So you want to run a fast 5K. But you’re not sure how to train for it—or, once trained, how to execute the perfect race.
Relax. You’re not alone. Every year, between nine and ten million Americans run a 5K race. Some are happy just to finish. But others, like you, want more.
You want to run faster. Faster than you’ve run recently, faster than you have in your current age group, or maybe faster than ever before.
There’s a Bateke proverb that goes like this: “The river swells with the contribution of the small streams.” You’ll need to create your own “river” by embracing a wide variety of key practices. That’s because the 5K is a unique race that pairs the speed of a miler with the endurance of a marathoner. Only a multifaceted approach—one that targets both speed and endurance fitness—will yield your faster 5K.
Sound like a lot to put on your plate?
Again, relax. Training for a faster 5K has more to do with variety, fun, and self-confidence than it does with pain, discipline, and sacrifice. The trick is making sure that your training and lifestyle adjustments provide the keys for unlocking your 5K potential.
Beat the Jitters
We all get nervous on race day. That’s expected.
“Any runner who denies having fears, nerves, or some other kind of disposition,” said 1950s British Olympian Gordon Pirie, “is a bad athlete, or a liar.”
But for some runners, race jitters (an irrational panic in the buildup to a race) aren’t limited to race day. For some, jitters can infect the final weeks before the race. They can lead to unforced errors that upend months of smart training. What makes jitters especially destructive is that runners don’t always recognize them, even when they’re shaking in their shoes.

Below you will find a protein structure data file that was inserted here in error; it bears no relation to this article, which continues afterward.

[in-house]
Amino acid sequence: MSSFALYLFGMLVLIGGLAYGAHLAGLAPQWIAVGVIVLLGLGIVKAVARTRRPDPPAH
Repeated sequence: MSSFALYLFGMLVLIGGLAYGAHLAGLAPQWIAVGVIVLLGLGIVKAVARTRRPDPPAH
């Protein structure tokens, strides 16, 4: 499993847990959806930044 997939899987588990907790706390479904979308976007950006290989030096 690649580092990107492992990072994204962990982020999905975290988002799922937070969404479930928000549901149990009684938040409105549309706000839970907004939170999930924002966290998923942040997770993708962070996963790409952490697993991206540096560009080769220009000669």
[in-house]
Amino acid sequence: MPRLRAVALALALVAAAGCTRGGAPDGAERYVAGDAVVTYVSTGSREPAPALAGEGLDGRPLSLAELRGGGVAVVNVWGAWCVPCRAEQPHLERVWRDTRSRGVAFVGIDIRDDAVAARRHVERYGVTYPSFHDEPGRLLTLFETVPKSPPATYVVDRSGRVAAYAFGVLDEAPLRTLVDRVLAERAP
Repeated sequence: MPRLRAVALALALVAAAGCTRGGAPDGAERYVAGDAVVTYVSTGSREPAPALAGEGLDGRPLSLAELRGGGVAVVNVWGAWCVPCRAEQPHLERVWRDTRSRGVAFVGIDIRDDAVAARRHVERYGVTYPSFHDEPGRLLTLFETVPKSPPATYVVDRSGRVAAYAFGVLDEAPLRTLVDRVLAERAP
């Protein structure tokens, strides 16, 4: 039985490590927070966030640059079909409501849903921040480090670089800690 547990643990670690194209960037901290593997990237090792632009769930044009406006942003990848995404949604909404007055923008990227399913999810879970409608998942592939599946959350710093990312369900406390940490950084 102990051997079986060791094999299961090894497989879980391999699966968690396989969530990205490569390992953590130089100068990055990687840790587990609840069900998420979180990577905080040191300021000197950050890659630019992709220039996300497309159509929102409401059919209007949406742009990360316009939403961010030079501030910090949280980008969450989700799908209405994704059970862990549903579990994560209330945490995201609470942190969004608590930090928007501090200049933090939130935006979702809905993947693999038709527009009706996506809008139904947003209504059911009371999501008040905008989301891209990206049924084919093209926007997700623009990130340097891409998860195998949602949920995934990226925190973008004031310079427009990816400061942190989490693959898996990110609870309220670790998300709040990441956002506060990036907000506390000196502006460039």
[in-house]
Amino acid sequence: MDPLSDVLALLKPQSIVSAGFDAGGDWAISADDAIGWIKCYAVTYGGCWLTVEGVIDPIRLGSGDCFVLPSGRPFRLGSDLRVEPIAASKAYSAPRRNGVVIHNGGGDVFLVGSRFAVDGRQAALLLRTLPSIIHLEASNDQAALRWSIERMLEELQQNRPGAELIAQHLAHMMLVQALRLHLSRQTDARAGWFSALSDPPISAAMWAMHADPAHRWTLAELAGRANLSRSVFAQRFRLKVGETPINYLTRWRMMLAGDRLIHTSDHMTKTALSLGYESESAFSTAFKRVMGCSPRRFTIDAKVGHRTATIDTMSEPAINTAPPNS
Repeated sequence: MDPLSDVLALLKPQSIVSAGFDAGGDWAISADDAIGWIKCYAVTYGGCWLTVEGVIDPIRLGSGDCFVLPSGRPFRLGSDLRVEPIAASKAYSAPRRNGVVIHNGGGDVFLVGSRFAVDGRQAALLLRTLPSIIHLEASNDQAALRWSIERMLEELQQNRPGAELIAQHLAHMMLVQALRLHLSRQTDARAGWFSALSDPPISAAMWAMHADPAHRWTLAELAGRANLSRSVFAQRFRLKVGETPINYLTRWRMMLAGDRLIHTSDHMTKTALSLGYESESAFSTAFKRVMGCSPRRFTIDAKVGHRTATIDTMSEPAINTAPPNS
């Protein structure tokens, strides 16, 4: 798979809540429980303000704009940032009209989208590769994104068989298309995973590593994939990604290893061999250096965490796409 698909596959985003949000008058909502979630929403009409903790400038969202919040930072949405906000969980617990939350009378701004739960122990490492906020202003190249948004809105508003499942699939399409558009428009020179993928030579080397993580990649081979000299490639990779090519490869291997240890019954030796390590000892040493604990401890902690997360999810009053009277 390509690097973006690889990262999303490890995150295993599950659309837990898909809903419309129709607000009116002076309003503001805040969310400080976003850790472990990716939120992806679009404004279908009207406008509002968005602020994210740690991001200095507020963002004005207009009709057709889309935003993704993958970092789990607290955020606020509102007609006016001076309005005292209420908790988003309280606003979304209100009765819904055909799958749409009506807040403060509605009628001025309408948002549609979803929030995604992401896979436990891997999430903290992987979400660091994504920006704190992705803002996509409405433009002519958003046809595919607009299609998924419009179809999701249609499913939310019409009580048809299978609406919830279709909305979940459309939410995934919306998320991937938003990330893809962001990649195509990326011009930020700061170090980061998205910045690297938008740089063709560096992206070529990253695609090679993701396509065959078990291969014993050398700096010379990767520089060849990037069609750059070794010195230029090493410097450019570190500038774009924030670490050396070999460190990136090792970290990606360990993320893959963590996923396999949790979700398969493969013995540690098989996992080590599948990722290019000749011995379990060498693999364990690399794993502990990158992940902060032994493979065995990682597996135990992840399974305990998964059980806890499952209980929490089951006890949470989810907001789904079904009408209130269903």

Here then, are five common mistakes runners make due to the jitters—along with practical advice for combating them.
1. Spontaneous Injury
As race day approaches, you suddenly become aware of some acute pain or injury. Your Achilles hurts. Or your back is tight. Or you’ve got a pain in your hip that you’re certain must be a stress fracture. Are you really injured? Yes, you are. Then again, you’re always slightly injured. Hard training leads to minor aches and pains. Normally, runners shrug these off—until race anxiety amplifies them in our minds. Don’t worry. Once the race starts, you’ll forget all about these phantom injuries.
2. Second-Guessing Syndrome
It’s the week of your race, and the realization hits: “Everything I’ve done to prepare for this race is wrong!” You decide you should have done more distance. Or speed. Or tempo. Or drills. You wonder if you should do a crash course in whatever’s lacking. Don’t. Instead, relax. There’s nothing you can do in a week to get faster. At the same time, there’s a lot you can do to sabotage your race. Run the race you have in you, then assess afterward whether your training needs a tweak.
3. Workout Warrior
The race is almost upon you, but you simply can’t wait the few remaining days to test your fitness. The solution is clear: Run an all-out time trial or a monster workout . . . No. Just no. Testing your race readiness won’t improve your fitness, but it will break down muscle, deplete muscle glycogen, and exhaust your nervous system, leaving you with dead legs on race day. Don’t waste your fitness on a workout.
4. Routine Changes
Some runners change their routine in advance of a race. They think more rest and less exertion will make them a faster runner. So they skip chores. Avoid normal outings. Get more couch time. But operating outside your normal routine only increases anxiety. Instead, stay in your comfort zone. Go to work. Take out the garbage. Eat normally. As über-coach Jack Daniels says, “Most great performances come when you’re not trying to do it. When you try to do something special, it usually backfires.”
5. Training Through the Race
Sometimes runners decide the best way to deal with race anxiety—about their fitness, training, and race readiness—is to treat the race like a workout. “I don’t have to worry about my performance,” the thinking goes, “because I’m just training through the race.” Don’t do this. A race is a 100% effort no matter how you approach it. You need a modest taper prior to race day and a short period of recovery afterward. Otherwise, you risk overloading your body with an effort it can’t handle.
If there’s a common theme to all these jitters, it’s this: A lack of confidence in your race-readiness can lead to mistakes that sabotage your race. It’s a self-fulfilling prophecy. Instead, trust your training. If the race doesn’t go as planned, give yourself a post-race assessment.
Adapted from Fast 5K: 25 Crucial Keys and 4 Training Plans by Pete Magill with permission of VeloPress.